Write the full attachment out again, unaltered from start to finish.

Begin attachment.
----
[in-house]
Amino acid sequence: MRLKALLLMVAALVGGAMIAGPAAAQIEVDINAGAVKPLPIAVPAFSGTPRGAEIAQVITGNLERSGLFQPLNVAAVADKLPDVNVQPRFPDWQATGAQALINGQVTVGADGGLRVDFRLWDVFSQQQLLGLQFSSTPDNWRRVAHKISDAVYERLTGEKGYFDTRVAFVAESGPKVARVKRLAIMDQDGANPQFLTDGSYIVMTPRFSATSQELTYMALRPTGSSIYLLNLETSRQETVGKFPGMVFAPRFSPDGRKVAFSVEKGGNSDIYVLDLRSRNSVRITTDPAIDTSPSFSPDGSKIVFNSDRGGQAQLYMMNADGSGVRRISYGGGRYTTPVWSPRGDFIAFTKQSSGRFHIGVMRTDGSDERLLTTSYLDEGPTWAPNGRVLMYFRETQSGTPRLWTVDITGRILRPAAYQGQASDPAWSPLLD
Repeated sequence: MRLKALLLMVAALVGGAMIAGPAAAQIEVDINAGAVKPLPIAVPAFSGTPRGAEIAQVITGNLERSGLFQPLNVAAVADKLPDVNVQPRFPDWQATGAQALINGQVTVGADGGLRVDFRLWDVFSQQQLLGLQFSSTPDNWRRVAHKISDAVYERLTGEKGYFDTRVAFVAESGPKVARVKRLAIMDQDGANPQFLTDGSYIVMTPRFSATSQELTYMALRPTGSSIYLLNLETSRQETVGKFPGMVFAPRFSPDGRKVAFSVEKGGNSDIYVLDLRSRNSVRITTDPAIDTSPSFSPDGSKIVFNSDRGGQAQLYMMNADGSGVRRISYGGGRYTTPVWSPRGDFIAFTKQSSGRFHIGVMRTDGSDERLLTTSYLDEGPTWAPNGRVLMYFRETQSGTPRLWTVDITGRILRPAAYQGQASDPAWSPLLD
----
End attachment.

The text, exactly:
[in-house]
Amino acid sequence: MRLKALLLMVAALVGGAMIAGPAAAQIEVDINAGAVKPLPIAVPAFSGTPRGAEIAQVITGNLERSGLFQPLNVAAVADKLPDVNVQPRFPDWQATGAQALINGQVTVGADGGLRVDFRLWDVFSQQQLLGLQFSSTPDNWRRVAHKISDAVYERLTGEKGYFDTRVAFVAESGPKVARVKRLAIMDQDGANPQFLTDGSYIVMTPRFSATSQELTYMALRPTGSSIYLLNLETSRQETVGKFPGMVFAPRFSPDGRKVAFSVEKGGNSDIYVLDLRSRNSVRITTDPAIDTSPSFSPDGSKIVFNSDRGGQAQLYMMNADGSGVRRISYGGGRYTTPVWSPRGDFIAFTKQSSGRFHIGVMRTDGSDERLLTTSYLDEGPTWAPNGRVLMYFRETQSGTPRLWTVDITGRILRPAAYQGQASDPAWSPLLD
Repeated sequence: MRLKALLLMVAALVGGAMIAGPAAAQIEVDINAGAVKPLPIAVPAFSGTPRGAEIAQVITGNLERSGLFQPLNVAAVADKLPDVNVQPRFPDWQATGAQALINGQVTVGADGGLRVDFRLWDVFSQQQLLGLQFSSTPDNWRRVAHKISDAVYERLTGEKGYFDTRVAFVAESGPKVARVKRLAIMDQDGANPQFLTDGSYIVMTPRFSATSQELTYMALRPTGSSIYLLNLETSRQETVGKFPGMVFAPRFSPDGRKVAFSVEKGGNSDIYVLDLRSRNSVRITTDPAIDTSPSFSPDGSKIVFNSDRGGQAQLYMMNADGSGVRRISYGGGRYTTPVWSPRGDFIAFTKQSSGRFHIGVMRTDGSDERLLTTSYLDEGPTWAPNGRVLMYFRETQSGTPRLWTVDITGRILRPAAYQGQASDPAWSPLLD